Tuesday, April 9, 2013

The CBC is right; Canadian hospitals are dirty.

Blood smeared toilet, St. Joe's hospital, London, ON. St. Joe's rated A+ by CBC.

According to the CBC, dirty hospital rooms are a top concern for Canadians. It seems the fifth estate conducted an online survey looking into, among other things, the perceived cleanliness of Canadian hospitals.

"Nearly a third of respondents, who included patients, health care workers and relatives and friends of patients, said hospital rooms and bathrooms were not kept clean."

I'm a big booster of the Canadian health care system. My family and I have benefited greatly from the system but that doesn't mean the system is above criticism. As much as I consider myself lucky to be living in Canada, I must confess that there is a rundown feel to many of our hospitals.

When my youngest daughter gave birth, the room was immaculate and all went smoothing. The doctors and nurses were wonderful, very professional. That said, it is lucky she never had to use the birthing room washroom. It was soiled with blood, both on the floor and the toilet seat. A nurse was informed but nothing was ever done. Without protective gloves, I wasn't eager to clean the room. It was left blood smeared.

Last spring when my wife had to visit the same hospital to receive the results of some medical tests, I went to use the public restroom and found smeared blood on the toilet and the room generally soiled with mystery gunk. I told a nurse about the filthy condition of the restroom but there was no indication anything would be done any time soon.

According to a World Health Organization report, Clean Care is Safer Care, the prevalence of health care-associated infection in Canada is 11.6 percent. I'm sure American Obamacare foes will quickly blame "Canada's socialized health care" for the problem — even though Canada does not have socialized health care. Canada has a single payer system. France, which does have a socialized system, has a rate that is only 38 percent of Canada's — 4.4 percent.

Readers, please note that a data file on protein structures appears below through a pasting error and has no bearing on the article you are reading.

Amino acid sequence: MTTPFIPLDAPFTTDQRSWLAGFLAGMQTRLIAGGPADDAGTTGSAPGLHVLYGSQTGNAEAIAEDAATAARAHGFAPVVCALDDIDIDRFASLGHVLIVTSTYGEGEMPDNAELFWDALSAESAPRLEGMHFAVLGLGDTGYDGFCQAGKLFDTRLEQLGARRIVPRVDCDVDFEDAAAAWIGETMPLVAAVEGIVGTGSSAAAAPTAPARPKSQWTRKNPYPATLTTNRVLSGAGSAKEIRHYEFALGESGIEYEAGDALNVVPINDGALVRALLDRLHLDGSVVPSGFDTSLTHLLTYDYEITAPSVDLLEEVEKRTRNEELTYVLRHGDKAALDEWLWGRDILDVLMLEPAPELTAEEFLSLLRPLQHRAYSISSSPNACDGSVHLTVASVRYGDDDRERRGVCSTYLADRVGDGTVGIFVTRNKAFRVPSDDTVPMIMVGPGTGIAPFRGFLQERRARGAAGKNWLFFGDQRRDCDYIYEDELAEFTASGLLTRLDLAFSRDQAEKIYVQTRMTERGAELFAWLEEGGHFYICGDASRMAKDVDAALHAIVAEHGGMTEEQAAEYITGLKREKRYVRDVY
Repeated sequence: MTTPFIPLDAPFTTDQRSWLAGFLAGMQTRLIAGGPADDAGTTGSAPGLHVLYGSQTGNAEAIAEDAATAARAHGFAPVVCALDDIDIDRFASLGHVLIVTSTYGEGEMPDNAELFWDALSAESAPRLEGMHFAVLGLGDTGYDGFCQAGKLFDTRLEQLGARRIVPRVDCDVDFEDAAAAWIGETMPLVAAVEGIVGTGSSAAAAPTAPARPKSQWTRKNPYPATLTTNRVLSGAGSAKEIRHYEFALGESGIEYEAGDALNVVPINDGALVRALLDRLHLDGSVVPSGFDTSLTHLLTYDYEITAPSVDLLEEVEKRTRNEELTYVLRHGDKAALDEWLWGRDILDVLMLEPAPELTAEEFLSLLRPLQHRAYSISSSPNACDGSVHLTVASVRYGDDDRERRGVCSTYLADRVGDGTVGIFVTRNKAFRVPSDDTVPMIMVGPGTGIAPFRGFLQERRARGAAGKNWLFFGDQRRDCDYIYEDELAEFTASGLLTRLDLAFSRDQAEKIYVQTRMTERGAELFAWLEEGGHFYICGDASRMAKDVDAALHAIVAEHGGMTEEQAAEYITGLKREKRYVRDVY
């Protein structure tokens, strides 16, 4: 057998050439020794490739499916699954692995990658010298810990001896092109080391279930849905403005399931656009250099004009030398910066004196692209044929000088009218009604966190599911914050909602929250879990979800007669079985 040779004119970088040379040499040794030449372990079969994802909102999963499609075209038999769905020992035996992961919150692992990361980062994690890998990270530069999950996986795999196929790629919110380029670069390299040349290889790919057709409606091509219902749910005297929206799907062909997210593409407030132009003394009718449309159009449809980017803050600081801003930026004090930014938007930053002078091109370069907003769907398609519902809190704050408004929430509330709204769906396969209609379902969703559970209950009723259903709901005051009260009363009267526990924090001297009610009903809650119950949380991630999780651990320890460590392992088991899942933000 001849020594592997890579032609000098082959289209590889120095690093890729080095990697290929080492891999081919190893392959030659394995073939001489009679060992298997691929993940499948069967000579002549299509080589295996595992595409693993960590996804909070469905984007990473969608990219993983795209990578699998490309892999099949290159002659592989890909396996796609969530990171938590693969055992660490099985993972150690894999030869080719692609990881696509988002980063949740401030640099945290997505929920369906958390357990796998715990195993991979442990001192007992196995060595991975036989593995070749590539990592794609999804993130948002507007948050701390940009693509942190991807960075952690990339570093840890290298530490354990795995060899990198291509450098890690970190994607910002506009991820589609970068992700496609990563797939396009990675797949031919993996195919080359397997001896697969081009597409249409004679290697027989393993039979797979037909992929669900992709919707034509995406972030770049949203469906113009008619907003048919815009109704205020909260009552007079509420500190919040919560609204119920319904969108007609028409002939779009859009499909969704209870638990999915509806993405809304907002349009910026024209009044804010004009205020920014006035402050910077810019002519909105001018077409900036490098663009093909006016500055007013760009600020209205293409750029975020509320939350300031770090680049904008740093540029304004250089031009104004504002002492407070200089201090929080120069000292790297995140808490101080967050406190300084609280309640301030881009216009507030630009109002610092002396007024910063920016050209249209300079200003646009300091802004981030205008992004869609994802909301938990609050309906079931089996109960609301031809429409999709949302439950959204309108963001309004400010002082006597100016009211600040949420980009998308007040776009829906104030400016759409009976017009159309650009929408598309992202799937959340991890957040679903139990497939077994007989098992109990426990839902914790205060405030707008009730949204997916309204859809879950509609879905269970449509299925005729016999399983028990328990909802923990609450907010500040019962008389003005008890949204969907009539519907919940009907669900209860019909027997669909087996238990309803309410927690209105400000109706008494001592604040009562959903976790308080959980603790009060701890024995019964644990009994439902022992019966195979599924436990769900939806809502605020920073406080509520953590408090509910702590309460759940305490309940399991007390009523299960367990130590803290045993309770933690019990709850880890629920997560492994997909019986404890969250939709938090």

And a country doesn't have to be rich to have a better rate than Canada: Slovenia has a 4.6 percent rate. Heck, the rate in Mongolia is less than half that of Canada's. Mongolia comes in at 5.4 percent.

The rate of health care-associated infection (HCAI) in Canada is one of the highest among high income-countries. The figures used are from 1995 through 2010.

HCAI is an expensive drain on health care systems. According to a report from the ECDC, these infections account for approximately €7 billion per year in direct costs. The story is somewhat similar in the U.S. where $6 billion was expended in 2004. The cost in lost trust in the health care system may be as serious as financial cost.

Champions of the free market may be uncomfortable with one of the CBC findings: privatization of housekeeping may be behind some of the decline in hospital cleanliness. The CBC is not alone in advancing this theory. The Tyee in British Columbia agrees.

"Since the privatization of cleaning services in B.C.'s hospitals, health care workers say they've seen a sharp increase in "health care-associated infections" -- diseases contracted by patients and staff within the hospitals themselves.

"The infections are serious: Methicillin-resistant Staph aureus (MRSA). Norovirus. Vancomycin-resistant Enterococcus (VRE). Clostridium difficile. Once established in a hospital, they're tough to get rid of. Established in a patient, they can be fatal."

The hospital where I have encountered the most filth was one of the London, Ontario, facilities that was involved in the handing out $4.1 million in payouts and perks to hospital executives in the five year period from 2007 to 2012. According to The London Free Press, even Ontario Health Minister Deb Mathers was offended by these payments.

"I'm outraged . . . How much health care could we have bought for that money?"

 . . . and now much cleaning?

Despite the filth I found there, St. Joe's in London, ON, rated A+ by CBC.

I got a shock when I checked the grades received by the Canadian hospitals which were part of the Rate My Hospital CBC survey. The hospital leading the pack was St. Joseph's Health Care London. This is the hospital where I found blood in a birthing room washroom and some months later in a public restroom.

Shot at St. Joe's in London: A+ facility.
This apparent anomaly agrees with one of the claims made by hospital administrators: Dirty hallways, stairwells, and other public areas does not mean surfaces that patients commonly come in contact with are also dirty. The claim is that hospitals, short of funds, put their money and their cleaning where it does the most good.

There may be some truth to the claim.


  1. "GROSS!! I have noticed that the hospitals I have visited in Ontario most recently for the most part are not very clean. Quite a few dusty surfaces."

  2. "GROSS!! I have noticed that the hospitals I have visited in Ontario most recently for the most part are not very clean

  3. Great site could use some help to spread the word ... www.environize.ca